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Why Won’t Bill Bolling – or Other Republicans – Answer a Simple Question About Donald Trump?

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Yesterday, former Virginia Lt. Gov. Bill Bolling posted the latest of numerous Facebook entries criticizing Donald Trump. For instance, about 9 days ago, he posted that it was “painful to watch” the “all out civil war taking place in the Republican Party” due to Donald Trump, and asserting that “[i]f Trump wins the nomination, many longstanding Republicans will not support him.” Bolling’s latest post, ripping Trump’s “campaign of anger, hate and division,” as well as the fact that Trump “has insulted African-Americans, Hispanics, Muslims, women,” and “even suggested violence against protestors.”

So what’s missing in all that? Simple: an answer to a question that flows naturally from the correctly labeling Trump for what he is. That question, as I put it to Bolling on his Facebook page yesterday, is: “So…if Trump’s the GOP nominee, what will you do? Vote for him? Vote for the Dem nominee? Stay home? Other?” I’ve asked Bolling variants of this question previously, and never received a response, and I still haven’t received one for my question yesterday. 

Why not? Is this really THAT difficult? I mean, if you’ve gone so far as to correctly identify Trump as a cancer on your party and on the country — something Bill Bolling and other Republicans certainly have done — how can you not take the next, logical step and state unequivocally that under no circumstances will you support this neo-fascist thug and bigoted sociopath and demagogue for president? Does loyalty to the “red team” trump (pun intended) loyalty to your country? Because if Trump is as bad as many Republicans say he is, then he’d take this country we all love – and likely the rest of the world as well – down the path of ruin. So what are Bolling and others waiting for? 

By the way, on a related note, I saw my friend Karen “Anonymous is a Woman” Duncan’s comments on Facebook about how there’s a right-wing “meme…going around that the violence at Donald Trump rallies is actually the fault of radical leftists and especially of Bernie Sanders supporters. Or of Obama. Take your pick.” According to Karen, this is almost the textbook definition of psychological projection: “Whatever the Republicans accuse others of is a tell. It’s what they themselves are doing or intending to do.” Karen concludes: “Republicans claim they want personal responsibility. That starts at home. It’s time for them to demand that Donald Trump start taking responsibility for the toxic and violent atmosphere at his rallies. Trump is the only one responsible for the violence at his rallies.”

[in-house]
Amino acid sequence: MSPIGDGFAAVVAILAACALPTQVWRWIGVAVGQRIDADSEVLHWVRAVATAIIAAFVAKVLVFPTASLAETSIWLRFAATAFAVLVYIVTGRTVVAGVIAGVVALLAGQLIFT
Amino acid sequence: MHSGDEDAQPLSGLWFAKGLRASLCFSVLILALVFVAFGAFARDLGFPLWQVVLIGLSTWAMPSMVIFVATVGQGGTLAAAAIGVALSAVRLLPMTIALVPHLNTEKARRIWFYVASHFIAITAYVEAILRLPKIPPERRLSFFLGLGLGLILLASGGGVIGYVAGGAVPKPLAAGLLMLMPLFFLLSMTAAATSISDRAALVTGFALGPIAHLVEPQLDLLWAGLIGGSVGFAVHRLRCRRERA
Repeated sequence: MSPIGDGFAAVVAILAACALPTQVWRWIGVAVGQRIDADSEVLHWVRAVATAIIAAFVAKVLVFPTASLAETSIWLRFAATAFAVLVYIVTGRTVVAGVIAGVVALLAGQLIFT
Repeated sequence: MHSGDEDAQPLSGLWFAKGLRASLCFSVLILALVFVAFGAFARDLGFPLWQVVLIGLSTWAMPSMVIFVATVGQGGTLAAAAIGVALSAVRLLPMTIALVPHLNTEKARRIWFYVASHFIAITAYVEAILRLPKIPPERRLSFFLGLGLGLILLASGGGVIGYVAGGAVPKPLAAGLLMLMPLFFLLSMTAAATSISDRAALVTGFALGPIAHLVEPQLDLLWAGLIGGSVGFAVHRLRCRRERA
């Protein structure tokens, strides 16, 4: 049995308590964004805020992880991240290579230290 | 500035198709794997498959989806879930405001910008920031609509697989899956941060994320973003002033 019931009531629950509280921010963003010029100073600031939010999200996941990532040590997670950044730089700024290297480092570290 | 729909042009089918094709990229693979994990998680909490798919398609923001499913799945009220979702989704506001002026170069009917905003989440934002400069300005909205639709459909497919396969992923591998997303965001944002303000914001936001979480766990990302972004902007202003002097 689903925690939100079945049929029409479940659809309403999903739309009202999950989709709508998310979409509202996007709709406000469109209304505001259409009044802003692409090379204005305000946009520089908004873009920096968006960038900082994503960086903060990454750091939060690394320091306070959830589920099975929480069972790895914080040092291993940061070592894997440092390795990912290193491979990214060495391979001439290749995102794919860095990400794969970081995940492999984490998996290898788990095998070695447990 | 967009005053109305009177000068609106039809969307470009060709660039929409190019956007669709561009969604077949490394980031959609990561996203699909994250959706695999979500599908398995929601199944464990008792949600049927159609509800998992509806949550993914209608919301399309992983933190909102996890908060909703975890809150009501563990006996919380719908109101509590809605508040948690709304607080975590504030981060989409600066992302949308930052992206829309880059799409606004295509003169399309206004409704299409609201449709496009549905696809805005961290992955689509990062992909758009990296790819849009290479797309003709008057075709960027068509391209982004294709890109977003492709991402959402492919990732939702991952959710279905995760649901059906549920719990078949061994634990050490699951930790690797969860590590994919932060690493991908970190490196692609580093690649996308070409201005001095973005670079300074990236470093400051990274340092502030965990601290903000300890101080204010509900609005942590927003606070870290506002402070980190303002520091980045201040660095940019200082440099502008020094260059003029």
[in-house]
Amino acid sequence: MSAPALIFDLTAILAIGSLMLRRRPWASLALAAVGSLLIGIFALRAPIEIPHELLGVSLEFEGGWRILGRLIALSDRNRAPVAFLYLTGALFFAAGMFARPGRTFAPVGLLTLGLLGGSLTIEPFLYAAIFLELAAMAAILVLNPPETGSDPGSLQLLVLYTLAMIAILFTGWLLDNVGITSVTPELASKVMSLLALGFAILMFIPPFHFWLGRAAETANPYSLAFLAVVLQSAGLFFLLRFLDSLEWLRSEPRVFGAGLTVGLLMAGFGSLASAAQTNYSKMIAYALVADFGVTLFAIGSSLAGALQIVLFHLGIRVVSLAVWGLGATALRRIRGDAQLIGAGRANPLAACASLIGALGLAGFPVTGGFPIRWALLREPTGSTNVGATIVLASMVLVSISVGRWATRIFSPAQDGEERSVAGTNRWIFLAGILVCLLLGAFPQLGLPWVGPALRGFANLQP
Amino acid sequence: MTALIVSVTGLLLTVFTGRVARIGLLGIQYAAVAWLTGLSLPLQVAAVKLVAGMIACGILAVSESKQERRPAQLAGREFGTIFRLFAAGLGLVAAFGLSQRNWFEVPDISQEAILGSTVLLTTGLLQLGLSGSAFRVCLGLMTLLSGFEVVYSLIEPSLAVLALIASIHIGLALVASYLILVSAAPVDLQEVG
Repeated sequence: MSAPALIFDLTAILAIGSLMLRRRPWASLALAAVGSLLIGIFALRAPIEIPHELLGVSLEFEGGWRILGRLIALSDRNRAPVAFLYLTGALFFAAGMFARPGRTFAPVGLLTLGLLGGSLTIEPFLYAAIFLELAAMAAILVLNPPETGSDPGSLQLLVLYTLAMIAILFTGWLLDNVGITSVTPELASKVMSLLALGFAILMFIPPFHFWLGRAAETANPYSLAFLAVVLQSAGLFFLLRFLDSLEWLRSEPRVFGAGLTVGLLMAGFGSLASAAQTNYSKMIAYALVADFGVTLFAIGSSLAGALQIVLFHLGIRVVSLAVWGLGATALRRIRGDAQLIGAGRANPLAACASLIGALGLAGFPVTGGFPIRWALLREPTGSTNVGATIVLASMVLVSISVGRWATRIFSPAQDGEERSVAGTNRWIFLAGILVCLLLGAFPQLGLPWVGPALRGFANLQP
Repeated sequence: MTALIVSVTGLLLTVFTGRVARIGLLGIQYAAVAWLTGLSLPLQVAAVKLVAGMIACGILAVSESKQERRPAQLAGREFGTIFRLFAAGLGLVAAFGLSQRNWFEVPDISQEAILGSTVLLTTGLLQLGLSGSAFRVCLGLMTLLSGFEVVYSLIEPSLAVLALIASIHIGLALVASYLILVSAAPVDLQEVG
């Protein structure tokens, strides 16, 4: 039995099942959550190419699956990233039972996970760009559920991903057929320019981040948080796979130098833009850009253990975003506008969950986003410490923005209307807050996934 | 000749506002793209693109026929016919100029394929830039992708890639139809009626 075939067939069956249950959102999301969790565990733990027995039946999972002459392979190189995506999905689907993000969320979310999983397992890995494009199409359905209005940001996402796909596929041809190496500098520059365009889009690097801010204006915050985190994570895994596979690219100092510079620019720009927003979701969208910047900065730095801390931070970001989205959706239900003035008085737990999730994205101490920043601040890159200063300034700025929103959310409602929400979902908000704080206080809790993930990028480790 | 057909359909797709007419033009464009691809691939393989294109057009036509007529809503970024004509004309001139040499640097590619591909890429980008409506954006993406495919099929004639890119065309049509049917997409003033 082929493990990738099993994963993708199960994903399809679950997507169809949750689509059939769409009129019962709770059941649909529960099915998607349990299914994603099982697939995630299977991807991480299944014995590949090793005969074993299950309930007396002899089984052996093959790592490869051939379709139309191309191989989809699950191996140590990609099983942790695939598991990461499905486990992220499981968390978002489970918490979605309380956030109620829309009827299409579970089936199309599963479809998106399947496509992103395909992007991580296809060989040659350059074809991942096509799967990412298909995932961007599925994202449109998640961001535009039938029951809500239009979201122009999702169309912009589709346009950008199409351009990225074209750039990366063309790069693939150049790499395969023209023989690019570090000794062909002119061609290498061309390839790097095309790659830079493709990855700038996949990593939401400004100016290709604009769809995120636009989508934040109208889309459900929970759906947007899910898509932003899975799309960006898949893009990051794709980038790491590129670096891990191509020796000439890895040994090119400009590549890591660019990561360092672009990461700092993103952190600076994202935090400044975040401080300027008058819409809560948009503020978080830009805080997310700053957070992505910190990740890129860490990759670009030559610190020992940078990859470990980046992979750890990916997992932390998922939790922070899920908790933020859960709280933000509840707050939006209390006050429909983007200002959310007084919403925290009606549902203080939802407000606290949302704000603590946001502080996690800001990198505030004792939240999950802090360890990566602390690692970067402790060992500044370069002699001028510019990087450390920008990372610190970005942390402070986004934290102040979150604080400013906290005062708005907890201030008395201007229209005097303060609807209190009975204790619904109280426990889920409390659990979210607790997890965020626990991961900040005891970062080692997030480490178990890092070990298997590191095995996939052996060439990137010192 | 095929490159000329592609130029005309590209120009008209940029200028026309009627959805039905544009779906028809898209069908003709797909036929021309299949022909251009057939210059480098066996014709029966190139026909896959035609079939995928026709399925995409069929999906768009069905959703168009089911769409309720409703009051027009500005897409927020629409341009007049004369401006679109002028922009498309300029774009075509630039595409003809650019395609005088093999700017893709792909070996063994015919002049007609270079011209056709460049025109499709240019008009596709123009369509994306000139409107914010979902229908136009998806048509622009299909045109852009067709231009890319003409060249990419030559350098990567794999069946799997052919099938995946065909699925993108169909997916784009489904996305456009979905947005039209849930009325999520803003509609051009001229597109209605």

As she usually is, Karen is absolutely right about this. I’d simply add that it’s far from sufficient for Republicans to demand Trump take responsibility for fomenting violence. It’s also time for them, as noted above, to state uniequivocally that they WILL NOT SUPPORT TRUMP if he becomes the Republican 2016 presidential nominee. Their alternatives? They can form a third party, vote for another candidate, or stay home on election day. But if they vote for the neo-fascist bigot, then we can only conclude they agree with that neo-fascism and bigotry.

  • Andy Schmookler

    Ross Douthat (conservative columnist for the NYTimes) takes the step that Lowell recommends here:

    “So in Cleveland this summer, the men and women of the Republican Party may
    face a straightforward choice: Betray the large minority of Republicans
    who cast their votes for Trump, or betray their obligations to their
    country.

    “For a party proud of its patriotism, the choice should not be hard.”

    The problems with Douthat as a political observer, however, is that he does not seem to have noticed that it is a long time since the Republican Party has been governed by patriotism, or has hesitated to “betray their obligations to their country.”

    • Yeah, I can’t believe the NY Times employs someone as dishonest as Douthat. Sad.